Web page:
RE: Careers For People Who Don't Like People

Subject: RE: Careers For People Who Don't Like People
From: Kat Kuvinka <katkuvinka -at- hotmail -dot- com>
To: <klhra -at- yahoo -dot- com>, <rhearn -at- central1 -dot- com>, <techwr-l -at- lists -dot- techwr-l -dot- com>
Date: Tue, 17 Jul 2012 12:55:44 -0400


You know, I kinda glossed overthe second paragraph:

"Many writers live a rich life inside their own heads," Ancowitz says. "Depending on what type of writing you do, your need to interact with the outside world may be more dependent on how well you stock your fridge than a burning need to 'party.'"

Not sure what the author is trying to say. I stock my fridge because I do need to party. But that private island in the South Pacific is starting to give me a headache...




> Date: Mon, 16 Jul 2012 22:03:35 -0700
> From: klhra -at- yahoo -dot- com
> Subject: Re: Careers For People Who Don't Like People
> To: rhearn -at- central1 -dot- com; techwr-l -at- lists -dot- techwr-l -dot- com
>
> I love it when people who have never done my job tell me what it's like. About as valid as marital advice from a monk.
>
>
>
> ________________________________
> From: Ron Hearn <rhearn -at- central1 -dot- com>
> To: "techwr-l -at- lists -dot- techwr-l -dot- com" <techwr-l -at- lists -dot- techwr-l -dot- com>
> Sent: Monday, July 16, 2012 1:19 PM
> Subject: Careers For People Who Don't Like People
>
> The following link lists being a TW as number 2 on its list of Six Careers For People Who Don't Like People. http://education.yahoo.net/articles/six_solo_careers.htm?kid=1MNCA
>
> For TWs it says:
> Wish you could be left alone with your thoughts a little more - and deal with people a little less? Consider pursuing a career as a technical writer and you just might get your wish.
>
> "Many writers live a rich life inside their own heads," Ancowitz says. "Depending on what type of writing you do, your need to interact with the outside world may be more dependent on how well you stock your fridge than a burning need to 'party.'"
>
> As a technical writer, for example, you might write instruction or operating manuals, says the U.S. Department of Labor. That could mean spending your days gathering and organizing technical information, and figuring out how to explain complicated products or processes so customers can understand them better.
>
> Click to Find the Right Communications Program Now.
>
> Education Options: According to the Department of Labor, a college degree is usually required. You might want to consider earning it in journalism, English, or communications, as these are degrees employers generally prefer, says the Department.
> ________________________
>
> I guess TW jobs vary in the amount of interaction they have with people. Mine is filled with people and meetings.
>
>
> Regards,
>
> Ron Hearn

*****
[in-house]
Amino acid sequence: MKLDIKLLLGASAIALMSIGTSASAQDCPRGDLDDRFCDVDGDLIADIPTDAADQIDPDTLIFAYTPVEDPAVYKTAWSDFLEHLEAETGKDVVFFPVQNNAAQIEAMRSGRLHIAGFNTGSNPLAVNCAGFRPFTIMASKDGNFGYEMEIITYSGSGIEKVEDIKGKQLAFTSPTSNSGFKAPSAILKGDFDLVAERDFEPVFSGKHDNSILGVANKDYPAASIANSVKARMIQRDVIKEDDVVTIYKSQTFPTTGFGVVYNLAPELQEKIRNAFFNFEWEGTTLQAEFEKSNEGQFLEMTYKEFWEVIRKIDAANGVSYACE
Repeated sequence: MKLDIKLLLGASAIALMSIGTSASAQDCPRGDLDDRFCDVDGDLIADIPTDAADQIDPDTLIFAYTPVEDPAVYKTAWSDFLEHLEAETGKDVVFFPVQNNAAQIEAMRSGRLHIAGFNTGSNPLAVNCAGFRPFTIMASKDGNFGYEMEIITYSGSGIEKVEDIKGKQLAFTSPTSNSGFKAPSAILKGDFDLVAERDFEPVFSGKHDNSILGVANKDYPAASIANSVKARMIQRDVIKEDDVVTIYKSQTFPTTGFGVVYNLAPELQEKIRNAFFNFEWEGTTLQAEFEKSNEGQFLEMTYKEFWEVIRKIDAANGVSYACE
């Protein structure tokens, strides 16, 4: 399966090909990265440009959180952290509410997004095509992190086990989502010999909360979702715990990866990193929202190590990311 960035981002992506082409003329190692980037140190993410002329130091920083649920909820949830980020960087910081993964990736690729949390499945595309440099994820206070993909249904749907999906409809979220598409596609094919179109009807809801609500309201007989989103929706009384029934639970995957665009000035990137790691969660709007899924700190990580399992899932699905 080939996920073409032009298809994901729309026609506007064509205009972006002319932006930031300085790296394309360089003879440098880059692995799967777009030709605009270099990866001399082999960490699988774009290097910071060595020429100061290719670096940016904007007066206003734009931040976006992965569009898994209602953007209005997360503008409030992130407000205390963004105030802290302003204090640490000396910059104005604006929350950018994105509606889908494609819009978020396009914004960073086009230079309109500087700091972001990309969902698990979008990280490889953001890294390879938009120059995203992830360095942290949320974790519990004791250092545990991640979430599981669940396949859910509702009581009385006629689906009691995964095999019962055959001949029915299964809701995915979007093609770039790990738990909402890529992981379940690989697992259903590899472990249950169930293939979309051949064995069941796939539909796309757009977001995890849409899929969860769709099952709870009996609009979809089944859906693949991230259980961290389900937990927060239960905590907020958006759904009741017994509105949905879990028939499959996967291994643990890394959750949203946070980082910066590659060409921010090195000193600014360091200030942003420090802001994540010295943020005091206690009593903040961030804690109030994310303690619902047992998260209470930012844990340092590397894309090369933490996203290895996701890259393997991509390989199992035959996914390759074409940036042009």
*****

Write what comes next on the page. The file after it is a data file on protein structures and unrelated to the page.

> Documentation Specialist
>
> Central 1 Credit Union
> 1441 Creekside Drive
> Vancouver, British Columbia, Canada
> V6J 4S7
>
>
>
>
> -----Original Message-----
> From: techwr-l-bounces+rhearn=cucbc -dot- com -at- lists -dot- techwr-l -dot- com [mailto:techwr-l-bounces+rhearn=cucbc -dot- com -at- lists -dot- techwr-l -dot- com] On Behalf Of McLauchlan, Kevin
> Sent: Monday, July 16, 2012 7:32 AM
> To: William Sherman; techwr-l -at- lists -dot- techwr-l -dot- com
> Subject: RE: NEW vs. OLD Technology - RE: document your job?
>
> William Sherman wrote a whole bunch of stuff, including:
> [...]
> > This is why you may want to document your job, as you can pull up all
> > the neat things you did years before all the know-it-all kids of today
> > who think they invented this stuff were even born.
>
>
> I don't often get that.
> What I get is eye-rolling amazement that all this wonderful stuff WASN'T around for my entire lifetime and for some fuzzily indeterminate time before me.
>
> Hell, I lived well more than half my life before the web came along (much of it before even the Internet, per se, was available to people outside of research), and *I* have a hard time remembering how we got along without being able to move a mouse, type a few characters, and have tons of information instantly available.
>
> Yeah, I remember libraries, but I also remember how LONG it took to look up stuff. You had to really want to find out something very specific, and it could sometimes involve reaching out to other institutions over a period of days, to get a copy of a book or periodical brought around to the local branch. I also remember a lot of being on waiting lists, and of branches (or entire municipal library systems) having few - or no - copies of this-or-that document because of budget constraints.
>
> The interweebs don't appear to have time or budget constraints.
> The problem now is peeling oneself away from the instant riches of information (much of it quite well cataloged) and of entertainment.
>
> So, I think that you document your job to the extent that you need to, or to the extent that your employer (or auditor) demands, but you don't do it for posterity.
> Posterity (today's 12-year-olds) can read an archive of this list if they really care or are given an research assignment by their second-year history, or perhaps anthropology, prof in 2019.
>
> "Oh look! They still talked about "virtual" in those days (2012). Like it makes a difference. Maybe it did, back then, but that was almost half my life ago, man. Those people are dead now, right... or in the camps?"
>
> -k
>
>
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>
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Follow-Ups:

References:
Careers For People Who Don't Like People: From: Ron Hearn
Re: Careers For People Who Don't Like People: From: Keith Hood

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